Frankly, none.  What little advice Breathnach gets around to offering her readers, after meandering endlessly about her own problems and revisiting the same stories and inspiration she shared in previous books, the advice she gives is simplistic and inadequate.  What’s more, it is disingenuous.  I said earlier that she was writing from a place of anger rather than power and this is no more evident than in her own advice to keep a secret bank account.  While many, if not all,  financial advisors, will encourage and even urge women to have a separate bank account, Breathnach actually encourages and urges her readers to stash away pin money, to create and keep a separate and secret bank account, etc.

It is not unlike going to a friend who has experienced infidelity in her marriage for relationship advice.  If it is too soon after her realizing that her husband has been dishonest, everything she sees in your relationship will be colored by her own painful experience.  And the author has been hurt, badly.  She takes responsibility for much of what has happened to her and does so, no doubt, to inspire compassion and even a sense of empathy from her readers but, more often than not, I found myself squirming uncomfortably.  Her confessions seemed more like something out of a Jerry Springer Show episode than a one-on-one with Oprah Winfrey, who is in part responsible for Breathnach’s previous success.

No doubt this book will sell very well simply because the author has a following.  And if her readers have little to no memory, they won’t recall that most of the stories she shares in this book are identical to ones she has shared in previous books.  Thankfully, I haven’t read all of her books but I’ve read enough to realize that there is nothing new here and any woman who really wants and needs financial advice for these challenging times would do well to invest her money in buying a book by some other author, even one less popular than this one.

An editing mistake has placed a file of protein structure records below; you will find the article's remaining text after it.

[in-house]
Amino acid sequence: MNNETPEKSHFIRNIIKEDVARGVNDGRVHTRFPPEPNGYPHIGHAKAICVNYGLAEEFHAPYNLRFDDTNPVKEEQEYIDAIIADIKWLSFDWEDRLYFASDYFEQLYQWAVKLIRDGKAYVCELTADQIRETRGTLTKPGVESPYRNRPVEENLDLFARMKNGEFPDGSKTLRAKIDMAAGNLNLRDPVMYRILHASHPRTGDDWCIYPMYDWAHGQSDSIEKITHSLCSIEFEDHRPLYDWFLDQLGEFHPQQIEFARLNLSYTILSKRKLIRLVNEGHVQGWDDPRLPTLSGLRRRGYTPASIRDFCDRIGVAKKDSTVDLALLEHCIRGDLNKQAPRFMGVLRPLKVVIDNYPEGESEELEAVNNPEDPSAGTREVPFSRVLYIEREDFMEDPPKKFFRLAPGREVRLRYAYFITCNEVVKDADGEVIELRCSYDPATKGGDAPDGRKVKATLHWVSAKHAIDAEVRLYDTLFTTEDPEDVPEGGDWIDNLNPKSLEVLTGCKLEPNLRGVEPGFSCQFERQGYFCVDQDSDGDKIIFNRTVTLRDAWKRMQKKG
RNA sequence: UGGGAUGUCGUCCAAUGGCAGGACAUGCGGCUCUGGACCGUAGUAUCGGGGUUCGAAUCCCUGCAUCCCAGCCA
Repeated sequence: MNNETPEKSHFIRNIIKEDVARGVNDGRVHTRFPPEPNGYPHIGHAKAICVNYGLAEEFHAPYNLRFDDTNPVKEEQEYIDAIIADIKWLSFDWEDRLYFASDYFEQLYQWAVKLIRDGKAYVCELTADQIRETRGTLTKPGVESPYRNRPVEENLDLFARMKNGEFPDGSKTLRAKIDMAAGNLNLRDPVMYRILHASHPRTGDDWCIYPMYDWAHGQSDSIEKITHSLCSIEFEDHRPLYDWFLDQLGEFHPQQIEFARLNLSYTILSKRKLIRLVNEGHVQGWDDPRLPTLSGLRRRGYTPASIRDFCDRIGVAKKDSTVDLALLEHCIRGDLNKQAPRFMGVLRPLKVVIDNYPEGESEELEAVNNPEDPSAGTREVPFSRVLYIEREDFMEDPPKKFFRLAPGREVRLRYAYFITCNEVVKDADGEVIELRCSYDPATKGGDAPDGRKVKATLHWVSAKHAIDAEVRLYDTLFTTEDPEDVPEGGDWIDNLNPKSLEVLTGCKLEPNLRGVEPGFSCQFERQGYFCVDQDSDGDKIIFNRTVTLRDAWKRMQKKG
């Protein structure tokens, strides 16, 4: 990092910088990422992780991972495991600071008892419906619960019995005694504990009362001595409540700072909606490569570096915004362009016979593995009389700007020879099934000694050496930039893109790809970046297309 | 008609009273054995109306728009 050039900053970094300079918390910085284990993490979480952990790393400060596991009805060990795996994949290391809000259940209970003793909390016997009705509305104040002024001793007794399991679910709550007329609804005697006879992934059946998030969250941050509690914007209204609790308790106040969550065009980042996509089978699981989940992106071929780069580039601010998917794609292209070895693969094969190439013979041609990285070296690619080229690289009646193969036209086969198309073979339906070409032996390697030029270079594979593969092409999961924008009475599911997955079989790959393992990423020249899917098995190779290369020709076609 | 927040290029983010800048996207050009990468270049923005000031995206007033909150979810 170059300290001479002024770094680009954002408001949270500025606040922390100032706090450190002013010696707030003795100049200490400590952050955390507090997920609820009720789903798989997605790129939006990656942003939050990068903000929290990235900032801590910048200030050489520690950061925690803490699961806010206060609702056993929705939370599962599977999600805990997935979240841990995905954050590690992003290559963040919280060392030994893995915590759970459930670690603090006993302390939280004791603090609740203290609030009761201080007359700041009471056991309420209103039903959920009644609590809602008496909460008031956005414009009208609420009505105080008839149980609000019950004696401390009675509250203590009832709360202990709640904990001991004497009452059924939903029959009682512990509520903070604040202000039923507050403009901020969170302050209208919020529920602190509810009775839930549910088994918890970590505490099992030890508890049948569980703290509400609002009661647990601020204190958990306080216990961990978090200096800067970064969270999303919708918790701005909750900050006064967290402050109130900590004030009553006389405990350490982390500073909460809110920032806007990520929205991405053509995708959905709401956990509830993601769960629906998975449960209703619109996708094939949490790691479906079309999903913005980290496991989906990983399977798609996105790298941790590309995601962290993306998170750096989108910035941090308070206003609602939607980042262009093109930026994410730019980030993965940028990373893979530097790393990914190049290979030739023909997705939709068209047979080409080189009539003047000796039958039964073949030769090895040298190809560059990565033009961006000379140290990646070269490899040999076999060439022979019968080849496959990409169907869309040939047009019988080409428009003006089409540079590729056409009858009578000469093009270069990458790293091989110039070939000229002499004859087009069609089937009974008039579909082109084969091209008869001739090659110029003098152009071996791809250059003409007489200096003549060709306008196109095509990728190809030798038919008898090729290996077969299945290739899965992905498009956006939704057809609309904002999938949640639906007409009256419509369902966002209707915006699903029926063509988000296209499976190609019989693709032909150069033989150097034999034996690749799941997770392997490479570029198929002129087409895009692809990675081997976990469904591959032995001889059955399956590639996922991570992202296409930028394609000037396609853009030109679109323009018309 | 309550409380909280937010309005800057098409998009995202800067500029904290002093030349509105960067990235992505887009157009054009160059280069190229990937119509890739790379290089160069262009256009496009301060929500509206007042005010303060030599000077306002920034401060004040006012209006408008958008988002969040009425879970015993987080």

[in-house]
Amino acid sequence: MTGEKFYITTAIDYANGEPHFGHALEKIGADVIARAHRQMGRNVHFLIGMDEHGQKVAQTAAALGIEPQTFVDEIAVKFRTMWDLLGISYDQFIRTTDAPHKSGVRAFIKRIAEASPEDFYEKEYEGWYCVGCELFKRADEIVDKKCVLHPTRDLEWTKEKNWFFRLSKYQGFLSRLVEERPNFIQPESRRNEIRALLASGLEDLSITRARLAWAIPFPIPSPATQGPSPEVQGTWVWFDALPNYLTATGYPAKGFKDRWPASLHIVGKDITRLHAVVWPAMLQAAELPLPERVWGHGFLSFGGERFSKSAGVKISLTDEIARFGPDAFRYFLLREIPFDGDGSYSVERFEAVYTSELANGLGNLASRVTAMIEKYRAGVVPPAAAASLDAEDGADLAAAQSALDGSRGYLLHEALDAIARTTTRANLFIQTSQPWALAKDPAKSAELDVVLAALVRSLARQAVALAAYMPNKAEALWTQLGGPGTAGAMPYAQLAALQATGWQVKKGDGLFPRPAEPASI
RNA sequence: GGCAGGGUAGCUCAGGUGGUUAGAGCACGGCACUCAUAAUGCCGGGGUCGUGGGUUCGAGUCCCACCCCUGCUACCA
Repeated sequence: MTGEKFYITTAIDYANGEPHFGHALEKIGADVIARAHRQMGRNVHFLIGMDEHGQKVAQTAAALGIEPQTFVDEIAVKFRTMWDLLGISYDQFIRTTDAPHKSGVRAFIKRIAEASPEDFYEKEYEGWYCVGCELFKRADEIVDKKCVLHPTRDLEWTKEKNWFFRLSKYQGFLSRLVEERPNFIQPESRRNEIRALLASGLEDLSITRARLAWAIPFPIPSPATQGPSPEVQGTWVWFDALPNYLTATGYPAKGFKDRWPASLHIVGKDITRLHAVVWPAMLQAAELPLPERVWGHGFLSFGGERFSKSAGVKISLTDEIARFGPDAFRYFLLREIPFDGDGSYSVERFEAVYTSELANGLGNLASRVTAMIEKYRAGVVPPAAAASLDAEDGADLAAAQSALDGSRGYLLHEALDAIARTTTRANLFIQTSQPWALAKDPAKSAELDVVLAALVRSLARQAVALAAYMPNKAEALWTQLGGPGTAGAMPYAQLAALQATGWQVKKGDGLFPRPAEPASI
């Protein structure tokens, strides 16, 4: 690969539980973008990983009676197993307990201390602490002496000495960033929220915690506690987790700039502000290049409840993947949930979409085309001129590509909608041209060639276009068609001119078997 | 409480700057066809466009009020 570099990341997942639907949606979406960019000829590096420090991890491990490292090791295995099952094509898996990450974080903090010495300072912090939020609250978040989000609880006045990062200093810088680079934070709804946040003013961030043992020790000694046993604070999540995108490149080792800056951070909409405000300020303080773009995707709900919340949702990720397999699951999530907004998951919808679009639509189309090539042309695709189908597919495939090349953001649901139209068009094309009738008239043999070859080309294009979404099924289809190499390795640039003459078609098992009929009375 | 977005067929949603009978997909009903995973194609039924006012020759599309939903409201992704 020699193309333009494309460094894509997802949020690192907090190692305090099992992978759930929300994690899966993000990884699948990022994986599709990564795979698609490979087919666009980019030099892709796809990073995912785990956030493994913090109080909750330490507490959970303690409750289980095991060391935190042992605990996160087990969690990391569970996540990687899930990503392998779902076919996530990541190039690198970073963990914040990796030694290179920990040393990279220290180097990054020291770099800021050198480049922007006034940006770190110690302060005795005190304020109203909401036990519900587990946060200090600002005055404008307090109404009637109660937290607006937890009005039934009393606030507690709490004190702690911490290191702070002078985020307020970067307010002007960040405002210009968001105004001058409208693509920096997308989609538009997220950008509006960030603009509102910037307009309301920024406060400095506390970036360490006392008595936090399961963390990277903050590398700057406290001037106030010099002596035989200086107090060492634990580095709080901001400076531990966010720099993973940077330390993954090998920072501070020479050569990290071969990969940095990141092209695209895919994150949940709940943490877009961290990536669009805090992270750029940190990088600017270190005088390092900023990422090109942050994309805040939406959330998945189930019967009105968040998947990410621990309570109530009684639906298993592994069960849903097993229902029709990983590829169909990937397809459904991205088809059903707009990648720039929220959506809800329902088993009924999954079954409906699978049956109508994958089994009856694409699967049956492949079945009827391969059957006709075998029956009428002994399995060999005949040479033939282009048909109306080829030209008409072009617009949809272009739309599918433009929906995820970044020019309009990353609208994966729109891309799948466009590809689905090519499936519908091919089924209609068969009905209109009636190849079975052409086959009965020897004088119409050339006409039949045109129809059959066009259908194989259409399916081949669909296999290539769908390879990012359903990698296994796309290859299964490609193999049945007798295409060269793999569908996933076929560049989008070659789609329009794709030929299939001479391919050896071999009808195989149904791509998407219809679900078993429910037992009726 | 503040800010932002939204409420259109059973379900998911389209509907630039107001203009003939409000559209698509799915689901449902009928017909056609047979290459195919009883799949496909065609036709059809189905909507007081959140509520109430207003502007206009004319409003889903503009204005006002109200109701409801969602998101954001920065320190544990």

PS: Once again, a book where there are plenty of wonderful quotes without paginated citations.  This is her eleventh book.  One would think by now someone might have asked her to put in some page numbers when referencing a book.  I certainly would appreciate it.

Friday, April 1, 2011

Create with the Designers by Anna Griffin

Create with the Designers:  Designer Scrapbooks by Anna Griffin is a very pretty collection of scrapbook pages created by a woman who is known for her Victorian and textile inspired crafting products.  On the pages of the book, she shares her person story of how she became the doyen of stationery and scrapbooking, her materials found in crafting supply stores, on the pages of magazines, and even on cable shopping channels.

Naturally, most of the resources she uses to make the beautiful scrapbook pages are her own–papers, embellishments, etc., are almost all Anna Griffin products.  This is, needles to say, the weakest aspect of the text because, regardless of how inspiring these ideas may be, if one can no longer purchase each distinct piece then there is no way to replicate these pages and I’ve a feeling that most of the papers and such used to create the scrapbook pages are no longer available.

Nevertheless the pages are gorgeous.  I haven’t done any scrapbooking myself, although I’ve collected a lot of scrapbooking resources along the way.  I turned to this book because, unlike many other scrapbooking books, the pages are very classic.  I may like some trendy color combinations but, ten or twenty years from now, I want the look of the page to be something that doesn’t scream a particular time and place.  That is a personal preference, as I’ve never been fond of fashion trends.  It helps, also, that I love Victoriana so the lush floral prints and scrollwork of the pages resonates with what I had hoped to create in my own scrapbooking.

I opened this book, in particular, to find ideas for how to display and preserve the many lovely greeting cards my mother has sent to me throughout the years.  Anyone who has seen my mother’s penmanship can appreciate why this matters to me and, because she often writes on the back of cards, I cannot simply glue a card onto a piece of paper and be done with it.

So I am still left with my dilemma of how to scrapbook these lovely cards and continue to store these pretty scrapbook pages and ideas away.  I have other scrapbooking ideas in mind but I really want to figure out how to do this one idea before I start exploring others.  Googling “scrapbook” and “cards” or “greeting cards” results in a lot of suggestions on how to use scrapbooking supplies to create your own greeting cards.  Unfortunately, the last thing I need are more ideas on how to scrapbook.  I just need a few good ideas on how to specifically scrapbook these lovely cards I have stored in boxes.

But, gee . . . this book is so very pretty.